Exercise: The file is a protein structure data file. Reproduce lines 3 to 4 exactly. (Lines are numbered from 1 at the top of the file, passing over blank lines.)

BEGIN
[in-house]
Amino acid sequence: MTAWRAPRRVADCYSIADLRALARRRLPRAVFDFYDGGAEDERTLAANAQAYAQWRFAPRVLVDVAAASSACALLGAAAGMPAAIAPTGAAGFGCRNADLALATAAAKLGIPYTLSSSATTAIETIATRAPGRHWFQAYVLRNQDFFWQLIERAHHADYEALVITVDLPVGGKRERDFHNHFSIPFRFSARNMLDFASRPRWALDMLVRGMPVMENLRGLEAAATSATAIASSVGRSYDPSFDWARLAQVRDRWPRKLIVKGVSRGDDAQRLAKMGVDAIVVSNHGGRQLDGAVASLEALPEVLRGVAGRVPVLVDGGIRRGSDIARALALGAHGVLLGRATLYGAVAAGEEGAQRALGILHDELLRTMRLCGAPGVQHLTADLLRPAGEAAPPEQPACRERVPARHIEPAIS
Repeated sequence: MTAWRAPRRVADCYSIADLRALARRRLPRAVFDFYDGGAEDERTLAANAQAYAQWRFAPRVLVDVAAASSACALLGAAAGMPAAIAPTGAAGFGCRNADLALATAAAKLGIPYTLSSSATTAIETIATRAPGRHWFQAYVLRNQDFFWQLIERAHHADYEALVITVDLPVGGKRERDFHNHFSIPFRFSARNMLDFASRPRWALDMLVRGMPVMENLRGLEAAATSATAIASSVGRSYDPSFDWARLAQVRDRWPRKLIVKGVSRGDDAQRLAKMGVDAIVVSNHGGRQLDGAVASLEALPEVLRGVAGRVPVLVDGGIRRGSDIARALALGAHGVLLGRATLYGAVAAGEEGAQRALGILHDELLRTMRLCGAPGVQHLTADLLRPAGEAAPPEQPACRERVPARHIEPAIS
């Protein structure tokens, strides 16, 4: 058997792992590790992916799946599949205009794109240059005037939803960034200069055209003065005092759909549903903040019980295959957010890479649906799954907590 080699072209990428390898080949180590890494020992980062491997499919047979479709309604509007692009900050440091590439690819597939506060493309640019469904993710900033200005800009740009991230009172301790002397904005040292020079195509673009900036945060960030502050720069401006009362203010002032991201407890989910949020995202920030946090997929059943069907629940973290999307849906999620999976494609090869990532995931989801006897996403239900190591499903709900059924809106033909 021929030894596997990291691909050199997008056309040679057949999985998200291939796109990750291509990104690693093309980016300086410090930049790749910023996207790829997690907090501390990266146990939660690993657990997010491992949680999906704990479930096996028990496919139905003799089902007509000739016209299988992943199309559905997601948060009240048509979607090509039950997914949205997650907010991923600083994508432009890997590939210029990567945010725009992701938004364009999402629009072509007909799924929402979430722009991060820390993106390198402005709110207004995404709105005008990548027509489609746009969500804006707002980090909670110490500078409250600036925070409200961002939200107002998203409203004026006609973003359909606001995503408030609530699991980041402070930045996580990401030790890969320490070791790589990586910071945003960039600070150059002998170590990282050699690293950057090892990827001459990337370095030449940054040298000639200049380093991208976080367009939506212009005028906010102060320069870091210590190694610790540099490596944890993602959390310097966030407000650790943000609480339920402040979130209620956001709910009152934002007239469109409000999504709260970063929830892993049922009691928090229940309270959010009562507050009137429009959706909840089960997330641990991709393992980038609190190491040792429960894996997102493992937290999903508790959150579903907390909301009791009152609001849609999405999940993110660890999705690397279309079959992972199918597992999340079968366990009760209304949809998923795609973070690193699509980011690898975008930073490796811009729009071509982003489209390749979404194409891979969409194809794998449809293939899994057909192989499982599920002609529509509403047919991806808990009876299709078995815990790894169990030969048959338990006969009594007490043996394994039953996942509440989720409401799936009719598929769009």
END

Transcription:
Repeated sequence: MTAWRAPRRVADCYSIADLRALARRRLPRAVFDFYDGGAEDERTLAANAQAYAQWRFAPRVLVDVAAASSACALLGAAAGMPAAIAPTGAAGFGCRNADLALATAAAKLGIPYTLSSSATTAIETIATRAPGRHWFQAYVLRNQDFFWQLIERAHHADYEALVITVDLPVGGKRERDFHNHFSIPFRFSARNMLDFASRPRWALDMLVRGMPVMENLRGLEAAATSATAIASSVGRSYDPSFDWARLAQVRDRWPRKLIVKGVSRGDDAQRLAKMGVDAIVVSNHGGRQLDGAVASLEALPEVLRGVAGRVPVLVDGGIRRGSDIARALALGAHGVLLGRATLYGAVAAGEEGAQRALGILHDELLRTMRLCGAPGVQHLTADLLRPAGEAAPPEQPACRERVPARHIEPAIS
């Protein structure tokens, strides 16, 4: 058997792992590790992916799946599949205009794109240059005037939803960034200069055209003065005092759909549903903040019980295959957010890479649906799954907590 080699072209990428390898080949180590890494020992980062491997499919047979479709309604509007692009900050440091590439690819597939506060493309640019469904993710900033200005800009740009991230009172301790002397904005040292020079195509673009900036945060960030502050720069401006009362203010002032991201407890989910949020995202920030946090997929059943069907629940973290999307849906999620999976494609090869990532995931989801006897996403239900190591499903709900059924809106033909 021929030894596997990291691909050199997008056309040679057949999985998200291939796109990750291509990104690693093309980016300086410090930049790749910023996207790829997690907090501390990266146990939660690993657990997010491992949680999906704990479930096996028990496919139905003799089902007509000739016209299988992943199309559905997601948060009240048509979607090509039950997914949205997650907010991923600083994508432009890997590939210029990567945010725009992701938004364009999402629009072509007909799924929402979430722009991060820390993106390198402005709110207004995404709105005008990548027509489609746009969500804006707002980090909670110490500078409250600036925070409200961002939200107002998203409203004026006609973003359909606001995503408030609530699991980041402070930045996580990401030790890969320490070791790589990586910071945003960039600070150059002998170590990282050699690293950057090892990827001459990337370095030449940054040298000639200049380093991208976080367009939506212009005028906010102060320069870091210590190694610790540099490596944890993602959390310097966030407000650790943000609480339920402040979130209620956001709910009152934002007239469109409000999504709260970063929830892993049922009691928090229940309270959010009562507050009137429009959706909840089960997330641990991709393992980038609190190491040792429960894996997102493992937290999903508790959150579903907390909301009791009152609001849609999405999940993110660890999705690397279309079959992972199918597992999340079968366990009760209304949809998923795609973070690193699509980011690898975008930073490796811009729009071509982003489209390749979404194409891979969409194809794998449809293939899994057909192989499982599920002609529509509403047919991806808990009876299709078995815990790894169990030969048959338990006969009594007490043996394994039953996942509440989720409401799936009719598929769009």